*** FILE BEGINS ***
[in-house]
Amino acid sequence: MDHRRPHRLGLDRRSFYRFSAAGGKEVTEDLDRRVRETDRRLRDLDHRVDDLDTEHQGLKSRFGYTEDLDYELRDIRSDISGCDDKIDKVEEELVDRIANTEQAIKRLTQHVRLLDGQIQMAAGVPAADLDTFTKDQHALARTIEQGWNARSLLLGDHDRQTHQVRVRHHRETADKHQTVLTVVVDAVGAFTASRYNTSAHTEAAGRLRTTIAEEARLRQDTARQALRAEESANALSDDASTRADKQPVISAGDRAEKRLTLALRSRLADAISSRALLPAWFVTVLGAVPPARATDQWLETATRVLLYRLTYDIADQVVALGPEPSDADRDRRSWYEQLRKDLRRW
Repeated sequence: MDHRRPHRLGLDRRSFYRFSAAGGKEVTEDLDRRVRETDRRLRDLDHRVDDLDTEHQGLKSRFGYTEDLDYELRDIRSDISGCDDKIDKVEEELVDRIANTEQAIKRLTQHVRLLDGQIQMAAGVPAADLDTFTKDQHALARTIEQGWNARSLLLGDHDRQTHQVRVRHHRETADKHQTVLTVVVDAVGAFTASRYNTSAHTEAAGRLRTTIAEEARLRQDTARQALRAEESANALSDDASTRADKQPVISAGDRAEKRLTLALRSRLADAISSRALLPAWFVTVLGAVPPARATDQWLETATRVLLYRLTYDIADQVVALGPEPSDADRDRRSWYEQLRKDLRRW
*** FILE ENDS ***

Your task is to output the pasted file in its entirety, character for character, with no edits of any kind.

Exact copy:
[in-house]
Amino acid sequence: MDHRRPHRLGLDRRSFYRFSAAGGKEVTEDLDRRVRETDRRLRDLDHRVDDLDTEHQGLKSRFGYTEDLDYELRDIRSDISGCDDKIDKVEEELVDRIANTEQAIKRLTQHVRLLDGQIQMAAGVPAADLDTFTKDQHALARTIEQGWNARSLLLGDHDRQTHQVRVRHHRETADKHQTVLTVVVDAVGAFTASRYNTSAHTEAAGRLRTTIAEEARLRQDTARQALRAEESANALSDDASTRADKQPVISAGDRAEKRLTLALRSRLADAISSRALLPAWFVTVLGAVPPARATDQWLETATRVLLYRLTYDIADQVVALGPEPSDADRDRRSWYEQLRKDLRRW
Repeated sequence: MDHRRPHRLGLDRRSFYRFSAAGGKEVTEDLDRRVRETDRRLRDLDHRVDDLDTEHQGLKSRFGYTEDLDYELRDIRSDISGCDDKIDKVEEELVDRIANTEQAIKRLTQHVRLLDGQIQMAAGVPAADLDTFTKDQHALARTIEQGWNARSLLLGDHDRQTHQVRVRHHRETADKHQTVLTVVVDAVGAFTASRYNTSAHTEAAGRLRTTIAEEARLRQDTARQALRAEESANALSDDASTRADKQPVISAGDRAEKRLTLALRSRLADAISSRALLPAWFVTVLGAVPPARATDQWLETATRVLLYRLTYDIADQVVALGPEPSDADRDRRSWYEQLRKDLRRW